Back in April - and out of nowhere - a young woman from Copenhagen emailed me and asked me if I could teach her what I do. I've only had one other teaching session with a student from Asheville, NC - a one day thing, so I wasn't sure if this was for me. After thinking about it, and discussing it with my wife (of course), I decided it might be a fun challenge. Originally, (my apprentice) Laura wanted to come for 90 days because that was the longest visa she could get. I said I could teach her what I know in a month. So we planned on her coming for the month of September - when it's not too hot or too cold in Atlanta.
When I told my friends and family I was getting an apprentice, most people thought it was like an internship, where she would be working for me. Since I understood the European concept of apprenticeships, and had to tell them that she was not working for me, but that I would be teaching her how I create my artwork.
So was here, staying with us, for the whole month of September. I've never thought of having an apprentice, (it's not a thing here in the US), and I discovered what it must feel like to be a teacher.
The first week was spent taking apart some of the pieces I had here, and showing her the basic principles of mechanisms. Once she understood the basic concepts, she began to make her own piece. Besides teaching her mechanisms, I was also teaching her how to (safely) carve wood. She apprenticed for 4 years with the oldest Danish furniture maker in Copenhagen, Rud Rassmussen, so I knew she had good woodworking skills. Carving is another thing. And it has to be done safely - I wanted her to leave here with 10 fingers after all.
Here are some pictures from our time together, and a rare glimpse into my sunny studio in Atlanta......
This is me teaching her how I carve.
I've never talked so much - and it was interesting to verbalize my creative process, to think of things I've never thought of before, and to examine exactly why I do things a certain way.
Laura's work table. I brought in some of my older pieces, and collected lots of reference books for her to look through.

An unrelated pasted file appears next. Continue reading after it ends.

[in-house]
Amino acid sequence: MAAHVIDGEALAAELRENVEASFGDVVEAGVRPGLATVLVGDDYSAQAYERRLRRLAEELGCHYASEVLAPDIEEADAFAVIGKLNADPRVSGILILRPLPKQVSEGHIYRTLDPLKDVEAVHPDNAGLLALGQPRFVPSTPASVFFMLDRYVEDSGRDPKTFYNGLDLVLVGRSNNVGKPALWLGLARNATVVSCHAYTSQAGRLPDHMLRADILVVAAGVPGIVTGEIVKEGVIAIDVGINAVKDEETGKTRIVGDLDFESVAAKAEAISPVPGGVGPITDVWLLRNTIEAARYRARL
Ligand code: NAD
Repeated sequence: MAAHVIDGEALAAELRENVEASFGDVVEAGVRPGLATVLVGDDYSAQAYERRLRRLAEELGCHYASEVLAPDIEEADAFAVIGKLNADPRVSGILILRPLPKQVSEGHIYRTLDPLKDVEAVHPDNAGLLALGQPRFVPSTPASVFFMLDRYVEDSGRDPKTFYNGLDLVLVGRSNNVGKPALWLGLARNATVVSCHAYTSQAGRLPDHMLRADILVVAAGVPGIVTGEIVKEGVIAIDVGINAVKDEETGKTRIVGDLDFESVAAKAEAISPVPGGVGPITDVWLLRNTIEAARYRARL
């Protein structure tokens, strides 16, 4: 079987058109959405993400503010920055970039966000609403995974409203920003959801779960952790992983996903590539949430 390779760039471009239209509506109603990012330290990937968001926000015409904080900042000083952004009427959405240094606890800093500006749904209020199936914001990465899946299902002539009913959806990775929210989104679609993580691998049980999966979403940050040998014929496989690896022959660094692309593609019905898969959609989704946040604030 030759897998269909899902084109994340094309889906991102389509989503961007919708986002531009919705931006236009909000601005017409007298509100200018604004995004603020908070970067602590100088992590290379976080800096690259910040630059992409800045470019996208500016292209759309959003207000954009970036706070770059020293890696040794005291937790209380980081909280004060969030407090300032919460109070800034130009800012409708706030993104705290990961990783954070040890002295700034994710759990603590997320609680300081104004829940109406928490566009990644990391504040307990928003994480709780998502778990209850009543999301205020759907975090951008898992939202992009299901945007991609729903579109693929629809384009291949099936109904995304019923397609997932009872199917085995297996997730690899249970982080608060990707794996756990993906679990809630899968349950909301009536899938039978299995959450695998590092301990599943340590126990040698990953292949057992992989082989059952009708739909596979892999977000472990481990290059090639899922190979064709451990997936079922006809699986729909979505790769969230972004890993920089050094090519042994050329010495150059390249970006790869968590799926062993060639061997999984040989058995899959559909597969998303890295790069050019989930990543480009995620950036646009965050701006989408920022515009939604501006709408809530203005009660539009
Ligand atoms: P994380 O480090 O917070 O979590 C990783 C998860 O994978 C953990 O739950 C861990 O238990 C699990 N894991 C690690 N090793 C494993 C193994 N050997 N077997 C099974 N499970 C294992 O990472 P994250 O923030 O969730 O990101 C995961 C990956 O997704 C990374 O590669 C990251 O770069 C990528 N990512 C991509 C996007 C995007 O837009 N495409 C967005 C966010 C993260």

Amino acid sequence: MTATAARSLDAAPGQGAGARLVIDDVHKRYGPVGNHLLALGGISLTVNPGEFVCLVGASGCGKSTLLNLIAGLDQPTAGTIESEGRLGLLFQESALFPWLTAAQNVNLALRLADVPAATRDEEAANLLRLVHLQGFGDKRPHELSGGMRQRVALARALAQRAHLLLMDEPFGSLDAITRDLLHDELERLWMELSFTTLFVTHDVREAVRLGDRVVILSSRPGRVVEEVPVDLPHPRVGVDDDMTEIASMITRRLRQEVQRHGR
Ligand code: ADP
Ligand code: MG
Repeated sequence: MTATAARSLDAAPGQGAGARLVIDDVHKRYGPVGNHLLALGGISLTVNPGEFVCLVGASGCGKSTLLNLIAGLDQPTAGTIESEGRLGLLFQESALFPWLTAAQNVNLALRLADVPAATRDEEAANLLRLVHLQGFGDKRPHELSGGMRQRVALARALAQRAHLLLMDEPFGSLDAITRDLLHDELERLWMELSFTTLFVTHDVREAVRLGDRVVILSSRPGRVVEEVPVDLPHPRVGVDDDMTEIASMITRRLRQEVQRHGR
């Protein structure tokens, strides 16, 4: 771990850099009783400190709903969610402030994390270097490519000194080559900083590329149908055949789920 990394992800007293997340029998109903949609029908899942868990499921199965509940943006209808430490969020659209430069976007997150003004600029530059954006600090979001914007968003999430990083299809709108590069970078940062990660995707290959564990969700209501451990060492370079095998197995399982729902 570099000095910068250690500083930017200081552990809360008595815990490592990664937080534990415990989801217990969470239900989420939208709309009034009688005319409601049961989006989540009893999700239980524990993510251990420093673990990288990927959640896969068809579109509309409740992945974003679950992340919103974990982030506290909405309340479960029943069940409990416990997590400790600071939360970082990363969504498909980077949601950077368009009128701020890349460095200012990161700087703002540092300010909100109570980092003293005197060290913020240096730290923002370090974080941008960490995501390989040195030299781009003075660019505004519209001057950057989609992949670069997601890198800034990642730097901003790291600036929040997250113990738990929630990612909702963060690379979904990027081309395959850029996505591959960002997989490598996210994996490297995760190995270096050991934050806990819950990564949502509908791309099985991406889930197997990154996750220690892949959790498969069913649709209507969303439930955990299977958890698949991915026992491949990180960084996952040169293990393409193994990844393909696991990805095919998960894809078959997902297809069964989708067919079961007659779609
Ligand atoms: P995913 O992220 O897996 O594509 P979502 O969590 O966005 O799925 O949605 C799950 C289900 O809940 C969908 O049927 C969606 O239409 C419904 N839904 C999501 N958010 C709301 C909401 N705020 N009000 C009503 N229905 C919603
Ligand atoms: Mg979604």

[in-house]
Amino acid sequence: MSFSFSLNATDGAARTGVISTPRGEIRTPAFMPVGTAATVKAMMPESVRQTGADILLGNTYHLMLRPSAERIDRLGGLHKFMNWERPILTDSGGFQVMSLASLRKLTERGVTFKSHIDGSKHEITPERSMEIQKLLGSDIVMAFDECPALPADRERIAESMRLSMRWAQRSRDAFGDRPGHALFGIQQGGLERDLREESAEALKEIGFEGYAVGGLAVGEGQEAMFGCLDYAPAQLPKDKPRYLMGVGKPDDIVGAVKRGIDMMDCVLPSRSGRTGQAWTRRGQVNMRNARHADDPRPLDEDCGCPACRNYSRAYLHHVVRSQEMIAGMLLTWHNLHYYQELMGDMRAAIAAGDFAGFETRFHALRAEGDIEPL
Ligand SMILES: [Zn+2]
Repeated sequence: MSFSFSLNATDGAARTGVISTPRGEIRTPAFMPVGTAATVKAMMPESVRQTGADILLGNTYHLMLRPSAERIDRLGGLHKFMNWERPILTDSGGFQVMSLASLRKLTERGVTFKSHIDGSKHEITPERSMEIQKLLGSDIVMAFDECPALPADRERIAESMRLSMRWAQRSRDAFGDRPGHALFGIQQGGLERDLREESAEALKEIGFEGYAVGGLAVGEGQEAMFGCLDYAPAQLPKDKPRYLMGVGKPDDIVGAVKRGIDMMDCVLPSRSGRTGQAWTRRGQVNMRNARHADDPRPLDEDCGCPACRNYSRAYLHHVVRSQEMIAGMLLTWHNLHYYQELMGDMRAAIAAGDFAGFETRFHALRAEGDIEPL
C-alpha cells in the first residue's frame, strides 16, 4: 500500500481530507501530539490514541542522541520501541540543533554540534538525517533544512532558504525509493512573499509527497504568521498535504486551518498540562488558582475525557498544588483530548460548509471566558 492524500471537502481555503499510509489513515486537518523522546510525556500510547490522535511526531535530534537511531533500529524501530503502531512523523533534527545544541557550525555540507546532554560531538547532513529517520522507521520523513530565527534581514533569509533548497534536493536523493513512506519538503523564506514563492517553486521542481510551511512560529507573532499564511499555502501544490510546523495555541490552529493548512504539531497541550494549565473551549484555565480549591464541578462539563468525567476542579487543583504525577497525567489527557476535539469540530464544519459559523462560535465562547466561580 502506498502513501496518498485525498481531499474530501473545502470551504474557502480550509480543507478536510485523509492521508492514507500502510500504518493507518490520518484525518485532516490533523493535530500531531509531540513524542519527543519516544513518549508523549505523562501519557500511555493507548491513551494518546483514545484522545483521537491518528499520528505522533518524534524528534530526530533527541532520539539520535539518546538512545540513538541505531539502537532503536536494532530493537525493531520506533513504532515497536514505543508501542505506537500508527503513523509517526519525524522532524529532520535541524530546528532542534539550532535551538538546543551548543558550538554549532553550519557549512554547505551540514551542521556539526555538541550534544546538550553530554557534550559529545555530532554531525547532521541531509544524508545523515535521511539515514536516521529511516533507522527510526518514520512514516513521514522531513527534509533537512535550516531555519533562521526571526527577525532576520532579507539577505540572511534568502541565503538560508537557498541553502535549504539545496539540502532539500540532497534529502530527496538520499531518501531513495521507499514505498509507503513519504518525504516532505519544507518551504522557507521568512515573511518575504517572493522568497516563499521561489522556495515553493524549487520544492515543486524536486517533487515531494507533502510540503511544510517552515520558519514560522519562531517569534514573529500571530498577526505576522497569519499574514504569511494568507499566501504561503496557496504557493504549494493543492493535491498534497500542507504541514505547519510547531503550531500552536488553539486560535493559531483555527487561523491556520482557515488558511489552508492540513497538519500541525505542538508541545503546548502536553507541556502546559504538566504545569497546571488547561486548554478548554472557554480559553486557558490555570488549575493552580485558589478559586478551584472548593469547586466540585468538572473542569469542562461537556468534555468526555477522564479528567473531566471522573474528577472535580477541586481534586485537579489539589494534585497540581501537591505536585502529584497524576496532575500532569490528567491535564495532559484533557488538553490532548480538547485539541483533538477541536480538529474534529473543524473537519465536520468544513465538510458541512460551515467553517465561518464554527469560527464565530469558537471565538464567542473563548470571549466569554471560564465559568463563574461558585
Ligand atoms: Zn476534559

She decided her first piece would be an articulated raven, with wings that flap. Here she is figuring out the bird's proportions and how to make the wings move.
Her reference material, and the carved bird in progress.
Her mechanism in progress. It's a motor-driven cam and lever system. The lever will pull down on the small rods on the wings; making them go up and down.
Working in the wood shop. You can see my tools are sized for my 6' 4" stature.
The next piece she did was a fully articulated figure, in the style of my "Mr. Oddball" piece shown above. She drew it all out, and started carving. I showed her how I did my connections and joints.
Her figure in progress - hand-carved from basswood.
She got this far before time ran out. The figure is a female boxer with an alien's head. The two levers out front operate the arms. She disassembled this piece but took the figure with her, and I'm sure it will show up in some future piece of hers.
I was so impressed by Laura's willingness to learn, her sense of adventure, and overall pleasantness. I couldn't have asked for a better apprentice. She's a hard worker, tidy, and fun in the studio. All-in-all it was a really great experience. I guess you never know, but we all got along so well. My wife and I hope to visit her in Copenhagen sometime soon.
Thanks for looking.